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Vladimir P. Oleshko


This article describes electron energy-loss spectroscopy (EELS), energy-filtering transmission electron microscopy (EFTEM) and electron spectroscopic diffraction (ESD) in a transmission electron microscope (TEM) or in a scanning transmission electron microscope (STEM) as versatile tools used in many areas of materials science, physics, chemistry, and biology with high spatial resolution up to the atomic level. Measuring the energy and angular distributions of electrons passing through thin specimens, EELS can provide structural and chemical information about the broad range of electron excitations in the materials (surface and volume plasmons, excitons, phonons), electronic properties (densities of state, interband transitions, bandgaps), optical properties, elemental compositions, bonding, coordination, thickness, etc. Utilizing imaging properties of a magnetic field produced between prism-shaped polepieces, stationary-beam EFTEM expands EELS into two dimensions and enables to display magnified images and sets of images (image spectrum) or diffraction patterns at a selected energy loss (ESD). In STEM, an entire EEL spectrum can be acquired at any and each pixel of an image, producing ultimately a three-dimensional dataset (spectrum image). Basic physical principles of EELS, EFTEM, ESD, S/TEM-EELS spectrum image, EFTEM-image spectrum, EFTEM/EELS tomography and recent developments in instrumentation, methodology and in situ applications are discussed.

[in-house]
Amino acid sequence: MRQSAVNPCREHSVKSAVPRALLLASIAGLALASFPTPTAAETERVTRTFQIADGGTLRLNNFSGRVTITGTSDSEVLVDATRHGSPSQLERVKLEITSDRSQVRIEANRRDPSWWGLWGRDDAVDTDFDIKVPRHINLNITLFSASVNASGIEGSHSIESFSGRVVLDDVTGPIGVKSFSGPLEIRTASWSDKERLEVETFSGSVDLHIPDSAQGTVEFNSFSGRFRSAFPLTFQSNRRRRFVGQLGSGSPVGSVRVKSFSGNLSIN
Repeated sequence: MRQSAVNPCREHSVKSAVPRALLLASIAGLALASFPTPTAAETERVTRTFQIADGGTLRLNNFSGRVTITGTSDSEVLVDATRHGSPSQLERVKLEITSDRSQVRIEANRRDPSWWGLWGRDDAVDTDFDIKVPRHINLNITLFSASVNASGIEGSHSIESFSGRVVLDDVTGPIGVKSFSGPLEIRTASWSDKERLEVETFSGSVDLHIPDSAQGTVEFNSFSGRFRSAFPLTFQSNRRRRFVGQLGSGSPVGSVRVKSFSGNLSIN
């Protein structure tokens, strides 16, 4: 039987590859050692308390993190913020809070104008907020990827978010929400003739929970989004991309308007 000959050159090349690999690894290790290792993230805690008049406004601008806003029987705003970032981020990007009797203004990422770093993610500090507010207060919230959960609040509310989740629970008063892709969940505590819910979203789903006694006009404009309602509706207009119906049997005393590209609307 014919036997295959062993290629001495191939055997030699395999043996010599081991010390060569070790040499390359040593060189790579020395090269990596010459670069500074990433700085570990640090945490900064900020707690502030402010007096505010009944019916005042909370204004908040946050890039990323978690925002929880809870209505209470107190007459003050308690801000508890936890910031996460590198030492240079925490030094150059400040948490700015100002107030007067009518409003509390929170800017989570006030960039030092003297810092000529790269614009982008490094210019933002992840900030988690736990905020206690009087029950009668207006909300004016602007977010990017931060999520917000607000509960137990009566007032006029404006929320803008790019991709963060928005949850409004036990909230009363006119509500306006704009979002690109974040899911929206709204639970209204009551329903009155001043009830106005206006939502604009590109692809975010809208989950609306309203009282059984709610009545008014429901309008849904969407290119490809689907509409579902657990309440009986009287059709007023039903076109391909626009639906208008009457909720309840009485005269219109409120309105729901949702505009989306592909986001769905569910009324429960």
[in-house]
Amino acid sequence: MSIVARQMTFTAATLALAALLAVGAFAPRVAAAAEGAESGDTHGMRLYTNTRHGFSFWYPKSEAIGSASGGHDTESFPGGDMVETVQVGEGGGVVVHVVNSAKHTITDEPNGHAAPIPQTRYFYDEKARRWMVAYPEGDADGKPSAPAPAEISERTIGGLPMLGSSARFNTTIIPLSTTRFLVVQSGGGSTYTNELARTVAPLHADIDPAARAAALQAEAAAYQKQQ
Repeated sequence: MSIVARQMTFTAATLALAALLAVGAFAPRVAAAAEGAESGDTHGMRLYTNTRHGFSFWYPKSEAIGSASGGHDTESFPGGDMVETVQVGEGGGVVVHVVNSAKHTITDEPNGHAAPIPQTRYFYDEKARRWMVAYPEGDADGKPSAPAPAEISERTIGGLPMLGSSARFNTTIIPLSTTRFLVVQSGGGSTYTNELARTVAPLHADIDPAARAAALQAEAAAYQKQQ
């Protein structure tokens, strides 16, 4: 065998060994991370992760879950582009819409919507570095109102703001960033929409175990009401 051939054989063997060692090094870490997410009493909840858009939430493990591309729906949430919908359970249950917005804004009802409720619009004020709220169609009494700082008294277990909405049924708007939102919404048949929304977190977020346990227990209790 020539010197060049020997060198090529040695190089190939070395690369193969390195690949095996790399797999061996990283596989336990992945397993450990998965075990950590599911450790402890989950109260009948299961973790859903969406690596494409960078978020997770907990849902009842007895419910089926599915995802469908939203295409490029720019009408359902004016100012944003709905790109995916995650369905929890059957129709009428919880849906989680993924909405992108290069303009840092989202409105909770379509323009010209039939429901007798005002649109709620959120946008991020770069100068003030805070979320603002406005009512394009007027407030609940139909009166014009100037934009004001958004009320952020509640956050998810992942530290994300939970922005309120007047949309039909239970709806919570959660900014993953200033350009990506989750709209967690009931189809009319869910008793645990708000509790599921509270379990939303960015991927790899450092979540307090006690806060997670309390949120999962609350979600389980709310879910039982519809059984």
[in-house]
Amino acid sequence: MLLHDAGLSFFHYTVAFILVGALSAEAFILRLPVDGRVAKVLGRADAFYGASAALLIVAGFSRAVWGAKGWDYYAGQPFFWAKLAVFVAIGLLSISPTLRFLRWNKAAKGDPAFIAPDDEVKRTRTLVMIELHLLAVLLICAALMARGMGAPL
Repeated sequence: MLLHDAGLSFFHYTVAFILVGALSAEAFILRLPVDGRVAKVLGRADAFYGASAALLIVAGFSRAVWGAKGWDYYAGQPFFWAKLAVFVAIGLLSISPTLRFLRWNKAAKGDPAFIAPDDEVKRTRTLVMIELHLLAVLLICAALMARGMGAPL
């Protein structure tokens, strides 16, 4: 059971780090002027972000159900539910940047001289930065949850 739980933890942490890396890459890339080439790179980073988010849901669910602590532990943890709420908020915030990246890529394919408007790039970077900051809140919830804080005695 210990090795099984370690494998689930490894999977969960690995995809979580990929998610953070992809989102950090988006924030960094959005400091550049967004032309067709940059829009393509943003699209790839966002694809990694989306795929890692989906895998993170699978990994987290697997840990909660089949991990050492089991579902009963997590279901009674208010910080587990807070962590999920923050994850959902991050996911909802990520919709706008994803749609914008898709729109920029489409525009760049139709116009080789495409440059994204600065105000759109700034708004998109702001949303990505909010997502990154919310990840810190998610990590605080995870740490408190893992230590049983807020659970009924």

the Chemistry, Molecular Sciences and Chemical Engineering Module of the Encyclopedia of Analytical Science, 3rd Edition


EELS, EFTEM, ESD, STEM, inelastic scattering, plasmon, energy-loss function, ELNES, EXELFS, Kramers-Kronig analysis, monochromator, spectrum imaging, tomography


Oleshko, V. (2019), ELECTRON ENERGY-LOSS SPECTROSCOPY AND IMAGING, the Chemistry, Molecular Sciences and Chemical Engineering Module of the Encyclopedia of Analytical Science, 3rd Edition (Accessed May 20, 2024)


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Created March 11, 2019, Updated February 7, 2020